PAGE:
• $2,999
  • 47" LCD
  • 1920x1080
  • Key Connections: Dual HDMI and component inputs, one PC input
Features We Like: 1080p resolution, Silicon Optix HQV video processing, full factory calibration to 6500K, OTA and QAM HD tuners
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Thomas J. Norton Posted: Dec 31, 2006 0 comments

For a relatively new brand, Olevia has made a fast start. When I attended the launch of its new assembly plant in Ontario California recently, I was impressed by the efficiency of the operation, not to mention the gutsy move to open an assembly plant in the continental U.S. rather than, say, just across the border in Mexico. This says a lot about the confidence that Olevia, and its parent company Syntax-Brillian Corporation, has about its future.

Al Griffin Posted: Dec 20, 2013 0 comments
2D Performance
3D Performance
Features
Ergonomics
Value
PRICE $2,999

AT A GLANCE
Plus
Very wide viewing angle
Accurate out-of-box color
Great GUI and Smart features
Minus
Some picture-uniformity issues
Pricey compared with high-end LCD competition

THE VERDICT
Panasonic’s LCD boasts an impressive array of Smart features and decent picture quality, but some uniformity issues on dark movie scenes prevent it from stacking up to the high-end LCD competition.

Panasonic is a company that has stuck with plasma TV tech through thick and thin. In the thick column, you’ll find loads of great reviews and general raves from videophiles. In the thin column, there are claims (largely unfounded) of burn-in damage generated by everything from video games to stock tickers; more crucial, there’s bruising sales competition from LCD. What’s less known about Panasonic is that the company actually does sell LCD HDTVs—quite a few of ’em, in fact. If you were to check Panasonic’s Website right now (do it!), you’d see that its TV lineup is divided equally between plasma and LCD. And with rumors circulating about the company’s imminent departure from the plasma manufacturing biz (say it ain’t so!), that balance could soon swing fully over to the LCD side.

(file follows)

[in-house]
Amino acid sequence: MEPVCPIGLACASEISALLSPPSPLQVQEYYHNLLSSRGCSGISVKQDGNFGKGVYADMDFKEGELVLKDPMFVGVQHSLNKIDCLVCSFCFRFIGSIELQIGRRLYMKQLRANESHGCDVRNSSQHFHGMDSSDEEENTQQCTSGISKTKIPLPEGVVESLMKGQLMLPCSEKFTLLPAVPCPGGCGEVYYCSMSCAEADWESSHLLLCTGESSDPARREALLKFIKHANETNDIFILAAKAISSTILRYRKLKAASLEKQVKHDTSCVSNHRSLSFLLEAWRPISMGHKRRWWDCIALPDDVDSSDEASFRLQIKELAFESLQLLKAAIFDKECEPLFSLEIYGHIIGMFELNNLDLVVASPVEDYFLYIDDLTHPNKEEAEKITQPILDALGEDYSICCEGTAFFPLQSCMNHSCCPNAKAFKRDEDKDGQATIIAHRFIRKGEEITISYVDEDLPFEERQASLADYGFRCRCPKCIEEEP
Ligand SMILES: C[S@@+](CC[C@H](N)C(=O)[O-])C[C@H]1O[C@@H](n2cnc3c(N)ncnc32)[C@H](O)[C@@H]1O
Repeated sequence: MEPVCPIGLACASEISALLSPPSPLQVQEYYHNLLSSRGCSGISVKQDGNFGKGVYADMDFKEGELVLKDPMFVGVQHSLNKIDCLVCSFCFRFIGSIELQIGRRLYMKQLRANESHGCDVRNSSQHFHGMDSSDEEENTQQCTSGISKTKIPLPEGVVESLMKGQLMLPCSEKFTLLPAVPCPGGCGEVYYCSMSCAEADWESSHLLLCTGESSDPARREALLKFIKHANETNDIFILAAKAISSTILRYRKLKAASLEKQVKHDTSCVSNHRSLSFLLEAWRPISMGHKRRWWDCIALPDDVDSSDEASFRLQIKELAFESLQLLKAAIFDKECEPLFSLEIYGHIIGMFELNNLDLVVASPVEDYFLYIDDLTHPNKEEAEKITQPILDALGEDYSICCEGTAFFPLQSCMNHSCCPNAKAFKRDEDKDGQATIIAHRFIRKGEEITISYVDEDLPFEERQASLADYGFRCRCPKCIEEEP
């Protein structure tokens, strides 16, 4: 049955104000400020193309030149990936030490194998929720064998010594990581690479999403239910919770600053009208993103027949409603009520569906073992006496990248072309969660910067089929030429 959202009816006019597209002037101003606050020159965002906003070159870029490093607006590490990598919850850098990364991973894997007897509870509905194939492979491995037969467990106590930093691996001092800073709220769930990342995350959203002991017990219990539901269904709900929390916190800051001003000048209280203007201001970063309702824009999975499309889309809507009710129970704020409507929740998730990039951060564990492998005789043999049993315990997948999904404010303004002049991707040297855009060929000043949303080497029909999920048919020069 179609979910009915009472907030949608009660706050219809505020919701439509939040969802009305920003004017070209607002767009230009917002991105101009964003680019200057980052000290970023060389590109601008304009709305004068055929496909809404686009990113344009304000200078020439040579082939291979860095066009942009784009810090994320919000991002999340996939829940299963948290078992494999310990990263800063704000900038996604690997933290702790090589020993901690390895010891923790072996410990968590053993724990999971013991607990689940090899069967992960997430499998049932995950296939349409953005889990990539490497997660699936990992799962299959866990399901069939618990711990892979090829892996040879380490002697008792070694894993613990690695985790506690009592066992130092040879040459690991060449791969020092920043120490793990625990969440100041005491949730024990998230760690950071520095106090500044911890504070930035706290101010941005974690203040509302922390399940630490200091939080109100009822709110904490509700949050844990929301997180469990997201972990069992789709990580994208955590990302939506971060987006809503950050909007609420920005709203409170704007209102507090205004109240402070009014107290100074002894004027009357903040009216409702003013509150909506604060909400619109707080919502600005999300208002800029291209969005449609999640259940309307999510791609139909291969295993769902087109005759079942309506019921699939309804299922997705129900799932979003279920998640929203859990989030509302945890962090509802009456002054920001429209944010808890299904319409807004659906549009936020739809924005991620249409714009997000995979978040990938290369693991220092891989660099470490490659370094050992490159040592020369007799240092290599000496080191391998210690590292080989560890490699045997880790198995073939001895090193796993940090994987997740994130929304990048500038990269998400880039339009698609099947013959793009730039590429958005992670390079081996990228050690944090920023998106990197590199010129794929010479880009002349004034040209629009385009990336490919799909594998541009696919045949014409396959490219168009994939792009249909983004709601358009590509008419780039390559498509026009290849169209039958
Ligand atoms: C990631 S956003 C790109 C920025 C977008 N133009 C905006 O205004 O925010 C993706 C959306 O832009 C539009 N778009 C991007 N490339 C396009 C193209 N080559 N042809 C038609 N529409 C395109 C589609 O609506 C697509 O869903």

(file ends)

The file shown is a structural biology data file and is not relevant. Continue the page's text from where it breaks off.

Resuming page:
Thomas J. Norton Posted: Aug 03, 2011 0 comments
Performance
Features
Ergonomics
Value
Price: $1,100 At A Glance: Bright, pleasing picture • Crisp detail • Poor contrast • Highly reflective screen

We’re reasonably certain that most folks looking for a budget HDTV probably aren’t poring through the pages of enthusiast publications like Home Theater for advice. If they’re researching at all, they’re studying the easy-to-digest bubble ratings in Consumer Reports or Which Video, or Googling generic consumer-help Websites.

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Adrienne Maxwell Posted: Oct 22, 2005 0 comments
It dares to be different.

In the crowded world of flat panels, a manufacturer that can make their product distinctive certainly has a leg up on the competition. Philips clearly understands this, equipping their line of LCD and plasma displays with some unique features that help these displays stand out from the pack. Of course, when you veer away from the tried-and-true approach, you also risk alienating some consumers.

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Gary Merson Posted: Dec 31, 2006 0 comments
Can hot cathodes increase your viewing pleasure?

The battle of flat-screen technology is heating up, and LCD makers are fighting each other for technological superiority. As we reach the end of 2006, the production of 40-to-42-inch LCDs has grown, while pricing has reached parity with plasma displays in this size range. The list of competitive makers of LCDs in this size is exploding, creating a race to innovate. Enter Philips' latest flat panel, the 42PF9831D. This top-of-the-line LCD has a number of industry firsts, including Philips' own Aptura backlight. Aptura is designed to sharpen fast-moving images, solving one of LCD's common shortcomings. The 42PF9831D is a 1,366-by-768 high-definition display with Ambilight Full Surround technology, Philips' exclusive four-sided screen lighting system (more on this later). It also features Clear LCD signal processing—which works with the Aptura backlight for faster response time—CableCARD, a memory-card reader, and Pixel Plus 3 upconversion.